It took me a bit (months) longer to become so convinced for myself. Because I’d started this journey in full support of my son, but not really thinking it had any relevance to my personal health, I wandered easily off the “safe food” path often. I would cheat when he wasn’t around, then feel not so good physically (and emotionally) afterward. Though I’d been plagued with not the best health all my life, I still hadn’t made the connection (wow, I can be hard-headed sometimes). My son would politely point out how my ailments, i.e. chronic headaches, gut issues, mild joint discomfort, would always resurface when I strayed. I started paying more attention to how I felt when I stayed true to the GF-DF lifestyle. It was good. I started feeling really good. I finally buckled down to a dedicated gluten-free, dairy-free journey for myself, and I found that all of my health issues were eliminated as well. Now I too will never return to a “free range” lifestyle of eating gluten- and dairy-filled foods. Though he and I never were tested for Celiac Disease (it would have been too damaging to his health to have him reintroduce gluten and dairy for testing purposes), we live this healthy lifestyle by necessity, not by fad or trendy choice. It is our “normal” now, and we’re good with that (with the exception of an occasional longing).

As I shared earlier, our journey started in January 2010. Daily Forage was born in May 2011 after my son convinced me that I had a story to tell and people just like us to help. We’d been through it all and have come out better on the other side. I created Daily Forage to hopefully help others make that transition from “normal” to a new “normal” with less struggles, questions, confusion, and better health.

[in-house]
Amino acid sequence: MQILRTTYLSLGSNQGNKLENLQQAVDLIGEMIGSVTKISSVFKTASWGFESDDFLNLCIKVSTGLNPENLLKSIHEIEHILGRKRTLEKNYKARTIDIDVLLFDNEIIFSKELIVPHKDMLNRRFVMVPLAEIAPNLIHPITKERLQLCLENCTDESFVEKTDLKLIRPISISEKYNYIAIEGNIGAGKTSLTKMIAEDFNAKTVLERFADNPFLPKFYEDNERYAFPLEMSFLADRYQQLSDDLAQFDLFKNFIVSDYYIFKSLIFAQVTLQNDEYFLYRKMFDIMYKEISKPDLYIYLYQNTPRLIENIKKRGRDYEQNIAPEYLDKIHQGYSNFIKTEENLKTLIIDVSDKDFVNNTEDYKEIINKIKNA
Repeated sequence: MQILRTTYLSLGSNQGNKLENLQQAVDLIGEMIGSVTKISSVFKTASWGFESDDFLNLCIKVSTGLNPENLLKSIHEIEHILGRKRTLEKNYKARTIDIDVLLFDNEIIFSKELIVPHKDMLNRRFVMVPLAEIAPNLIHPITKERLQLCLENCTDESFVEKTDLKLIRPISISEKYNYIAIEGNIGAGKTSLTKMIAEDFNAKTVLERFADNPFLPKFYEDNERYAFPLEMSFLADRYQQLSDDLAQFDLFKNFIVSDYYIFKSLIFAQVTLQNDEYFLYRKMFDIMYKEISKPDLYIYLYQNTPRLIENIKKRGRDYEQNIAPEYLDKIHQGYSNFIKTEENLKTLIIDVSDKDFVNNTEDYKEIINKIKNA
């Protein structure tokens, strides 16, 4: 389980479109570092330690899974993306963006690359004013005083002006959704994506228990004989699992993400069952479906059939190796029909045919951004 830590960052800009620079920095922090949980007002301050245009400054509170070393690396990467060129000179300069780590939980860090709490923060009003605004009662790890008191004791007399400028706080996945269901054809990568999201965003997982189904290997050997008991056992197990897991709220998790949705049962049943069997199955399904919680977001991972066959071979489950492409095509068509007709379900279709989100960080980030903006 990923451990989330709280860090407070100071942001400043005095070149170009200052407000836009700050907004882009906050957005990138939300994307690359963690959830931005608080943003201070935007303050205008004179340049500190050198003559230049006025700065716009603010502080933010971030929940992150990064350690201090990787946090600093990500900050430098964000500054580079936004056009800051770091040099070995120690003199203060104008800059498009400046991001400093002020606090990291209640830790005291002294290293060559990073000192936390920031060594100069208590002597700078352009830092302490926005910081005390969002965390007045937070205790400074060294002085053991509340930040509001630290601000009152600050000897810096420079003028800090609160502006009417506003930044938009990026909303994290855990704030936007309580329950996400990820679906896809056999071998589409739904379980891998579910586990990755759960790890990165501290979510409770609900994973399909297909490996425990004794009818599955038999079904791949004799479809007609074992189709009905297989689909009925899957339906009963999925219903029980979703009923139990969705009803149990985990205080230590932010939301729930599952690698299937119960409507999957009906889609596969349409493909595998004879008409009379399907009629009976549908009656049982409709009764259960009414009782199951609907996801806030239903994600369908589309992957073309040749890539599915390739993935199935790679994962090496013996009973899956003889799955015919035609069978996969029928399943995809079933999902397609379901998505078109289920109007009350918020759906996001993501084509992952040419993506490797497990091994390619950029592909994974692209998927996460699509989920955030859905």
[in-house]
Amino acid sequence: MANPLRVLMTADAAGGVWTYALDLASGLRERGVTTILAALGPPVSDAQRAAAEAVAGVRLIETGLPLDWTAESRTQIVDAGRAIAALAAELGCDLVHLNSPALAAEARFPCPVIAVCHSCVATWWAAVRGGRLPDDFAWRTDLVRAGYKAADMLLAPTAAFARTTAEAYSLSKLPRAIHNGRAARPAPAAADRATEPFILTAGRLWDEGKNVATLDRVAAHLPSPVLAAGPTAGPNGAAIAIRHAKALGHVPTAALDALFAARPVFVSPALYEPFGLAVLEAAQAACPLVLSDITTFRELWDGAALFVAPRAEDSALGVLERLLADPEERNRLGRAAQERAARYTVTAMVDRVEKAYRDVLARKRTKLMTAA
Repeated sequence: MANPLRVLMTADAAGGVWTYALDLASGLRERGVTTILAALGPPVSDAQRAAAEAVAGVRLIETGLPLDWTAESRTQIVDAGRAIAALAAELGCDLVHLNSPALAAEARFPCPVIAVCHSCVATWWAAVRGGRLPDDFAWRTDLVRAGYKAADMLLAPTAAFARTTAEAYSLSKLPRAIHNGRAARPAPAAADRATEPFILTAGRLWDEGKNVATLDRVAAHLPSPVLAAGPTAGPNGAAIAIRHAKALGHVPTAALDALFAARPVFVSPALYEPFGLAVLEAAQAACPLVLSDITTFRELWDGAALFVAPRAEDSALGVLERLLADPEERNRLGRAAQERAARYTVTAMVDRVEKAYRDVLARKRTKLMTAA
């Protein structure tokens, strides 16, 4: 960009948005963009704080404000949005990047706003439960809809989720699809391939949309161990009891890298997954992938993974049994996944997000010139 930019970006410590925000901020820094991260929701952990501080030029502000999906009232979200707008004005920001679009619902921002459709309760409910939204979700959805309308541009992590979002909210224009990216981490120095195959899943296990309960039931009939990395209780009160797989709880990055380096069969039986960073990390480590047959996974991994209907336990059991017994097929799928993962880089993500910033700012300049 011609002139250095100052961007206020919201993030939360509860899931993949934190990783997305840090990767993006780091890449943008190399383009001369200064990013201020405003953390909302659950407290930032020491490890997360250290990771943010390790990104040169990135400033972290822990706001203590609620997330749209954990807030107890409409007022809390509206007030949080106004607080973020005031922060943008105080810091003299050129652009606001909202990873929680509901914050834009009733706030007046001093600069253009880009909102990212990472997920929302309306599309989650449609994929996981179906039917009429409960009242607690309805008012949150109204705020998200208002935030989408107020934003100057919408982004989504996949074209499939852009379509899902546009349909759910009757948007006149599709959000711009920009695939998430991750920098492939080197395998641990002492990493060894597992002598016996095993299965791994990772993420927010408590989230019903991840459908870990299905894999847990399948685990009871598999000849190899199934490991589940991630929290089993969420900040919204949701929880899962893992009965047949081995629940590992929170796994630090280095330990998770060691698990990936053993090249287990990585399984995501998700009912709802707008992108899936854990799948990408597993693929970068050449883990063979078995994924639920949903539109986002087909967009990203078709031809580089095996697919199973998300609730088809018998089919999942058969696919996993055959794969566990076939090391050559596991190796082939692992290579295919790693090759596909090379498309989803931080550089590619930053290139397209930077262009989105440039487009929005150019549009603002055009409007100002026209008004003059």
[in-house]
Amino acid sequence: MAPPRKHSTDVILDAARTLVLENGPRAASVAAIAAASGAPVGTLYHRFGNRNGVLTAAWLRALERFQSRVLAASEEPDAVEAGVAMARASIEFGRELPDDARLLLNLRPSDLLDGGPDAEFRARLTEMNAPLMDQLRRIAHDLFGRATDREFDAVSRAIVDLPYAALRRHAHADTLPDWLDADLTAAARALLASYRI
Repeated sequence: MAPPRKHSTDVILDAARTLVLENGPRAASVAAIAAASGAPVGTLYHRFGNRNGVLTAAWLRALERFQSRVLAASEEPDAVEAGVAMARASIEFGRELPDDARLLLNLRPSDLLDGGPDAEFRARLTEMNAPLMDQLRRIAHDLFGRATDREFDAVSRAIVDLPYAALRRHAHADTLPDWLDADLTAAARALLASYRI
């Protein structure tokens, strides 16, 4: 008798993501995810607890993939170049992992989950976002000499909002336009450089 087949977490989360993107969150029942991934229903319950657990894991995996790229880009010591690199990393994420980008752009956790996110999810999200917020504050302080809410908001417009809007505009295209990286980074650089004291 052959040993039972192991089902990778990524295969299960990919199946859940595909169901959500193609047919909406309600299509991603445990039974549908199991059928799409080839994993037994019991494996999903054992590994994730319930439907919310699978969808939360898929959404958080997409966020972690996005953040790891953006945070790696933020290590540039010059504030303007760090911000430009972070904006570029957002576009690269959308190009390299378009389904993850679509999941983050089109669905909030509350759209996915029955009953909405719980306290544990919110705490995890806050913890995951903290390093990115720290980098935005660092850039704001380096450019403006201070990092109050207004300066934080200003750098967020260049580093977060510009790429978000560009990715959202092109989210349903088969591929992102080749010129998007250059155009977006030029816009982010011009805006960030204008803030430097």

How did I decide on the name Daily Forage for this website? The Oxford Dictionary defines forage as:

Forage – (of a person or animal) Search widely for food or provisions. 

We are constantly searching, researching, and discovering safe foods and products that will enrich our lives. It seemed only fitting that this be our mantra.

In addition to living a gluten-free, dairy-free lifestyle, I am also peanut-free (oh the migraines), and truly allergic (in the anaphylaxis sense) to shellfish and iodine, and am very sensitive to soy and eggs. My son is free of gluten, dairy, peanuts, sunflower seeds, xanthan gum, papaya, and most recently baking soda. So you can see, we have diversity in our lives.

I’d like to be a part of your journey and I hope you’ll be a part of mine. I don’t really believe that we’re ever done growing, which means I might have questions along the way, and so will you. Please ask them. That’s what I‘m here for – to make your journey … your daily forage … easier, safe, less confusing – and more delicious!

Safe food is a journey … Thrive!™

Connie